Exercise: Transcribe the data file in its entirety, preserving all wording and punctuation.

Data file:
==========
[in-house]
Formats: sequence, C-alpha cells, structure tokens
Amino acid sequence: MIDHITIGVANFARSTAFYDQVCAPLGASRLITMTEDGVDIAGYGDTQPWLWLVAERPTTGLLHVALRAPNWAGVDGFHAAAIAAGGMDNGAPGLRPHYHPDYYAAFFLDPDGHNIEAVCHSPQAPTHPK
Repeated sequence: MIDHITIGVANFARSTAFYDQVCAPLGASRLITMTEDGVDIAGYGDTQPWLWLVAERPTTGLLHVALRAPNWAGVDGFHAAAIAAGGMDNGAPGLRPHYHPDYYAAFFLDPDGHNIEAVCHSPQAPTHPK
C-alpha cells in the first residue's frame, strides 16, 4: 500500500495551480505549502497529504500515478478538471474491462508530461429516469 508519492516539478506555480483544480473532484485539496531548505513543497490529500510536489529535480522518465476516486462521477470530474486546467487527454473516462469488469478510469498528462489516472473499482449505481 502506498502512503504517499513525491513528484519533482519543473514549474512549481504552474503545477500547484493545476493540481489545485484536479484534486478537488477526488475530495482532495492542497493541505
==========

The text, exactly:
[in-house]
Formats: sequence, C-alpha cells, structure tokens
Amino acid sequence: MIDHITIGVANFARSTAFYDQVCAPLGASRLITMTEDGVDIAGYGDTQPWLWLVAERPTTGLLHVALRAPNWAGVDGFHAAAIAAGGMDNGAPGLRPHYHPDYYAAFFLDPDGHNIEAVCHSPQAPTHPK
Repeated sequence: MIDHITIGVANFARSTAFYDQVCAPLGASRLITMTEDGVDIAGYGDTQPWLWLVAERPTTGLLHVALRAPNWAGVDGFHAAAIAAGGMDNGAPGLRPHYHPDYYAAFFLDPDGHNIEAVCHSPQAPTHPK
C-alpha cells in the first residue's frame, strides 16, 4: 500500500495551480505549502497529504500515478478538471474491462508530461429516469 508519492516539478506555480483544480473532484485539496531548505513543497490529500510536489529535480522518465476516486462521477470530474486546467487527454473516462469488469478510469498528462489516472473499482449505481 502506498502512503504517499513525491513528484519533482519543473514549474512549481504552474503545477500547484493545476493540481489545485484536479484534486478537488477526488475530495482532495492542497493541505